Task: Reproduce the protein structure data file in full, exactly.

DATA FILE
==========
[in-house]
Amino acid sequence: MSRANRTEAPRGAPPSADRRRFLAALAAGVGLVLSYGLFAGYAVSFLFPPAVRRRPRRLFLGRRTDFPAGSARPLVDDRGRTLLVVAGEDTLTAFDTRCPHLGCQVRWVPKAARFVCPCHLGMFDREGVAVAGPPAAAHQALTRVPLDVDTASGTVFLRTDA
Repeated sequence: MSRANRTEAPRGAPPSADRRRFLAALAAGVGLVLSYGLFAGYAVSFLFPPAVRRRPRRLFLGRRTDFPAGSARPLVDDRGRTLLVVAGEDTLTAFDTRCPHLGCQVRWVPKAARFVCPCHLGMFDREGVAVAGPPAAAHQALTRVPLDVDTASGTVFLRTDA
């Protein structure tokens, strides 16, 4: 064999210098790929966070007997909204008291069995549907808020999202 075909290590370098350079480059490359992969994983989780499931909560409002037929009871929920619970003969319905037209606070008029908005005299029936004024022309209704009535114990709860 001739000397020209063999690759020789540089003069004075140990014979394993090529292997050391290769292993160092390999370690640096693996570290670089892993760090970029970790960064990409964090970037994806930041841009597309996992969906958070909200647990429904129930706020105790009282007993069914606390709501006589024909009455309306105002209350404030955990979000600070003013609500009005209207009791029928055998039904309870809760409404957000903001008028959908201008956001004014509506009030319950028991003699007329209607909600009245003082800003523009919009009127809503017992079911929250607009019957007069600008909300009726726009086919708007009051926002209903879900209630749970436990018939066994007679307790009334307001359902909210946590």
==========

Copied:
[in-house]
Amino acid sequence: MSRANRTEAPRGAPPSADRRRFLAALAAGVGLVLSYGLFAGYAVSFLFPPAVRRRPRRLFLGRRTDFPAGSARPLVDDRGRTLLVVAGEDTLTAFDTRCPHLGCQVRWVPKAARFVCPCHLGMFDREGVAVAGPPAAAHQALTRVPLDVDTASGTVFLRTDA
Repeated sequence: MSRANRTEAPRGAPPSADRRRFLAALAAGVGLVLSYGLFAGYAVSFLFPPAVRRRPRRLFLGRRTDFPAGSARPLVDDRGRTLLVVAGEDTLTAFDTRCPHLGCQVRWVPKAARFVCPCHLGMFDREGVAVAGPPAAAHQALTRVPLDVDTASGTVFLRTDA
């Protein structure tokens, strides 16, 4: 064999210098790929966070007997909204008291069995549907808020999202 075909290590370098350079480059490359992969994983989780499931909560409002037929009871929920619970003969319905037209606070008029908005005299029936004024022309209704009535114990709860 001739000397020209063999690759020789540089003069004075140990014979394993090529292997050391290769292993160092390999370690640096693996570290670089892993760090970029970790960064990409964090970037994806930041841009597309996992969906958070909200647990429904129930706020105790009282007993069914606390709501006589024909009455309306105002209350404030955990979000600070003013609500009005209207009791029928055998039904309870809760409404957000903001008028959908201008956001004014509506009030319950028991003699007329209607909600009245003082800003523009919009009127809503017992079911929250607009019957007069600008909300009726726009086919708007009051926002209903879900209630749970436990018939066994007679307790009334307001359902909210946590």